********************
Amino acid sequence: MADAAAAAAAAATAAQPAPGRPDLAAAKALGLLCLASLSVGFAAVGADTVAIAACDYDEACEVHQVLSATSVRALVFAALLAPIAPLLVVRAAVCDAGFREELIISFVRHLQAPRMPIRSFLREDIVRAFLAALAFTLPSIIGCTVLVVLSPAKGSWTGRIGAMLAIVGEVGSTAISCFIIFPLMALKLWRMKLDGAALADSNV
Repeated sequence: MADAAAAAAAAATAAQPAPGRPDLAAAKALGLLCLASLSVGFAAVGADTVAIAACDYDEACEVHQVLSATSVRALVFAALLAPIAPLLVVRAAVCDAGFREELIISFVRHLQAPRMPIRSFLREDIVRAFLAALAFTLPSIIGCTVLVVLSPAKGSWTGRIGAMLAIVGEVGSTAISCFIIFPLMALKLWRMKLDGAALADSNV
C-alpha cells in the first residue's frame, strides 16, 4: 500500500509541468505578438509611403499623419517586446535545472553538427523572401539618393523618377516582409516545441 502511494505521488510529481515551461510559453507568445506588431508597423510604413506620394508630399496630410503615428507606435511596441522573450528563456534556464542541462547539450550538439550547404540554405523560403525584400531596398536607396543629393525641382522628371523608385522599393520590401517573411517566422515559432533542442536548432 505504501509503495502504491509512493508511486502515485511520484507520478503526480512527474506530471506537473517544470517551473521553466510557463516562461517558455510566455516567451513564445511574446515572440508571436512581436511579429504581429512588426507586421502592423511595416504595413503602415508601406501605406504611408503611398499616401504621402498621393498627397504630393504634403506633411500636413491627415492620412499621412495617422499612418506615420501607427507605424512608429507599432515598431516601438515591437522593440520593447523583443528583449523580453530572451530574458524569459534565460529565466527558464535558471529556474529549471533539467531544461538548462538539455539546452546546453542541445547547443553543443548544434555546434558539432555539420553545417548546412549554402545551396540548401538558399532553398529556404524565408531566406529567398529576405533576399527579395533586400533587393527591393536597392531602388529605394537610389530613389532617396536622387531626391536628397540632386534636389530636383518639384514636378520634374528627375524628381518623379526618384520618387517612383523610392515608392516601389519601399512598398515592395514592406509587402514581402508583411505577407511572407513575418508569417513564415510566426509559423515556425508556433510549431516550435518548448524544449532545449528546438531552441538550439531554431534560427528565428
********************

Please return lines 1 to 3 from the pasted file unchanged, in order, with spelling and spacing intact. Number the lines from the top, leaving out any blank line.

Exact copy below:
Amino acid sequence: MADAAAAAAAAATAAQPAPGRPDLAAAKALGLLCLASLSVGFAAVGADTVAIAACDYDEACEVHQVLSATSVRALVFAALLAPIAPLLVVRAAVCDAGFREELIISFVRHLQAPRMPIRSFLREDIVRAFLAALAFTLPSIIGCTVLVVLSPAKGSWTGRIGAMLAIVGEVGSTAISCFIIFPLMALKLWRMKLDGAALADSNV
Repeated sequence: MADAAAAAAAAATAAQPAPGRPDLAAAKALGLLCLASLSVGFAAVGADTVAIAACDYDEACEVHQVLSATSVRALVFAALLAPIAPLLVVRAAVCDAGFREELIISFVRHLQAPRMPIRSFLREDIVRAFLAALAFTLPSIIGCTVLVVLSPAKGSWTGRIGAMLAIVGEVGSTAISCFIIFPLMALKLWRMKLDGAALADSNV
C-alpha cells in the first residue's frame, strides 16, 4: 500500500509541468505578438509611403499623419517586446535545472553538427523572401539618393523618377516582409516545441 502511494505521488510529481515551461510559453507568445506588431508597423510604413506620394508630399496630410503615428507606435511596441522573450528563456534556464542541462547539450550538439550547404540554405523560403525584400531596398536607396543629393525641382522628371523608385522599393520590401517573411517566422515559432533542442536548432 505504501509503495502504491509512493508511486502515485511520484507520478503526480512527474506530471506537473517544470517551473521553466510557463516562461517558455510566455516567451513564445511574446515572440508571436512581436511579429504581429512588426507586421502592423511595416504595413503602415508601406501605406504611408503611398499616401504621402498621393498627397504630393504634403506633411500636413491627415492620412499621412495617422499612418506615420501607427507605424512608429507599432515598431516601438515591437522593440520593447523583443528583449523580453530572451530574458524569459534565460529565466527558464535558471529556474529549471533539467531544461538548462538539455539546452546546453542541445547547443553543443548544434555546434558539432555539420553545417548546412549554402545551396540548401538558399532553398529556404524565408531566406529567398529576405533576399527579395533586400533587393527591393536597392531602388529605394537610389530613389532617396536622387531626391536628397540632386534636389530636383518639384514636378520634374528627375524628381518623379526618384520618387517612383523610392515608392516601389519601399512598398515592395514592406509587402514581402508583411505577407511572407513575418508569417513564415510566426509559423515556425508556433510549431516550435518548448524544449532545449528546438531552441538550439531554431534560427528565428